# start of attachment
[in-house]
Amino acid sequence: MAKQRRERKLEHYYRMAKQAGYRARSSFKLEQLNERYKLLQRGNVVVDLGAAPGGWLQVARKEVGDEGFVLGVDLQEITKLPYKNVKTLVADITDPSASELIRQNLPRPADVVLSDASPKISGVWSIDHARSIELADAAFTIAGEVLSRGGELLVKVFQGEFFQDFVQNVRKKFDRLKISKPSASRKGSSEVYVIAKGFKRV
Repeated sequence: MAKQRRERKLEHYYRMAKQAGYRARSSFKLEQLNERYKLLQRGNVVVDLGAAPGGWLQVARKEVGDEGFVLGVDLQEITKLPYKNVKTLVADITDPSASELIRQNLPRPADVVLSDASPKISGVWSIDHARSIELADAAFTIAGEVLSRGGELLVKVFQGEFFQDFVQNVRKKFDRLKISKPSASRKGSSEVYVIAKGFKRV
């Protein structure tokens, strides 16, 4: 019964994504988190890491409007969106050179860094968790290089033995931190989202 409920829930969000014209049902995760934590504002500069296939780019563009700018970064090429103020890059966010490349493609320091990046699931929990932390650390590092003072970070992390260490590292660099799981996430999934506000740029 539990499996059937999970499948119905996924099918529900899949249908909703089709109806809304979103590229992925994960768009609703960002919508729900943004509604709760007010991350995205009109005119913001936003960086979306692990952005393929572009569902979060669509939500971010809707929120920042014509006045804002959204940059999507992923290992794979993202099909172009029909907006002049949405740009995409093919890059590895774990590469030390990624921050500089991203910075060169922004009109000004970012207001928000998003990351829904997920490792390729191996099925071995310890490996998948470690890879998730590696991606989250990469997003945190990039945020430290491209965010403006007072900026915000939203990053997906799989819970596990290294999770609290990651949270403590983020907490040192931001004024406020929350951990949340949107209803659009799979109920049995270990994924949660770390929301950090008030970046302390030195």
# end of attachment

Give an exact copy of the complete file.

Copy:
[in-house]
Amino acid sequence: MAKQRRERKLEHYYRMAKQAGYRARSSFKLEQLNERYKLLQRGNVVVDLGAAPGGWLQVARKEVGDEGFVLGVDLQEITKLPYKNVKTLVADITDPSASELIRQNLPRPADVVLSDASPKISGVWSIDHARSIELADAAFTIAGEVLSRGGELLVKVFQGEFFQDFVQNVRKKFDRLKISKPSASRKGSSEVYVIAKGFKRV
Repeated sequence: MAKQRRERKLEHYYRMAKQAGYRARSSFKLEQLNERYKLLQRGNVVVDLGAAPGGWLQVARKEVGDEGFVLGVDLQEITKLPYKNVKTLVADITDPSASELIRQNLPRPADVVLSDASPKISGVWSIDHARSIELADAAFTIAGEVLSRGGELLVKVFQGEFFQDFVQNVRKKFDRLKISKPSASRKGSSEVYVIAKGFKRV
């Protein structure tokens, strides 16, 4: 019964994504988190890491409007969106050179860094968790290089033995931190989202 409920829930969000014209049902995760934590504002500069296939780019563009700018970064090429103020890059966010490349493609320091990046699931929990932390650390590092003072970070992390260490590292660099799981996430999934506000740029 539990499996059937999970499948119905996924099918529900899949249908909703089709109806809304979103590229992925994960768009609703960002919508729900943004509604709760007010991350995205009109005119913001936003960086979306692990952005393929572009569902979060669509939500971010809707929120920042014509006045804002959204940059999507992923290992794979993202099909172009029909907006002049949405740009995409093919890059590895774990590469030390990624921050500089991203910075060169922004009109000004970012207001928000998003990351829904997920490792390729191996099925071995310890490996998948470690890879998730590696991606989250990469997003945190990039945020430290491209965010403006007072900026915000939203990053997906799989819970596990290294999770609290990651949270403590983020907490040192931001004024406020929350951990949340949107209803659009799979109920049995270990994924949660770390929301950090008030970046302390030195």